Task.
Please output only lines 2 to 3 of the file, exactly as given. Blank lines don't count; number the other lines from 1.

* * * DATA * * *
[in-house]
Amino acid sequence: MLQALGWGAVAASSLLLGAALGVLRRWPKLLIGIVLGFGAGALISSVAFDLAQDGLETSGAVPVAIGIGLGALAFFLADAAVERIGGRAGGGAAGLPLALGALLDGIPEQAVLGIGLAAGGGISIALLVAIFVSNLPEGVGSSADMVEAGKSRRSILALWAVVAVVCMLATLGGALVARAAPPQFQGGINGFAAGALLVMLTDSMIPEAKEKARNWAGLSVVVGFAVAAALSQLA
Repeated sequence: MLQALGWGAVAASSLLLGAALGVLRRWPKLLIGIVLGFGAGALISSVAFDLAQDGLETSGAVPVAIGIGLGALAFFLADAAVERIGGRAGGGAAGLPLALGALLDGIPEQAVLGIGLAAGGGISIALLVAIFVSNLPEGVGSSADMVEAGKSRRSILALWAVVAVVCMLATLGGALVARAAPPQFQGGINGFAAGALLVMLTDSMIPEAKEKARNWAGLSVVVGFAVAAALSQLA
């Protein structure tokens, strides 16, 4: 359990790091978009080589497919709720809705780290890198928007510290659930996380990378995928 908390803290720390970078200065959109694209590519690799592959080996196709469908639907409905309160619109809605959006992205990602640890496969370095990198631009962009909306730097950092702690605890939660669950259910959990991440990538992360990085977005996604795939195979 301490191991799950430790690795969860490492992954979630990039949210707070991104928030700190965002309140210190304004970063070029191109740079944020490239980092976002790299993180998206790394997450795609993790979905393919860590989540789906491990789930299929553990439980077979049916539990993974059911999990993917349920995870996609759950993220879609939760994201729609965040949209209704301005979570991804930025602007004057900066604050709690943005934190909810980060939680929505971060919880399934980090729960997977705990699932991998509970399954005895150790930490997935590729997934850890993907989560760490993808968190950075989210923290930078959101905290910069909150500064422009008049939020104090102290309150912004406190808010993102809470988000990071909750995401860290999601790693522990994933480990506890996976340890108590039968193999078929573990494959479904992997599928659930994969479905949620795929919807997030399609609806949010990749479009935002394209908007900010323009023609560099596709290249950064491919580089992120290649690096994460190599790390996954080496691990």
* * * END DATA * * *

Amino acid sequence: MLQALGWGAVAASSLLLGAALGVLRRWPKLLIGIVLGFGAGALISSVAFDLAQDGLETSGAVPVAIGIGLGALAFFLADAAVERIGGRAGGGAAGLPLALGALLDGIPEQAVLGIGLAAGGGISIALLVAIFVSNLPEGVGSSADMVEAGKSRRSILALWAVVAVVCMLATLGGALVARAAPPQFQGGINGFAAGALLVMLTDSMIPEAKEKARNWAGLSVVVGFAVAAALSQLA
Repeated sequence: MLQALGWGAVAASSLLLGAALGVLRRWPKLLIGIVLGFGAGALISSVAFDLAQDGLETSGAVPVAIGIGLGALAFFLADAAVERIGGRAGGGAAGLPLALGALLDGIPEQAVLGIGLAAGGGISIALLVAIFVSNLPEGVGSSADMVEAGKSRRSILALWAVVAVVCMLATLGGALVARAAPPQFQGGINGFAAGALLVMLTDSMIPEAKEKARNWAGLSVVVGFAVAAALSQLA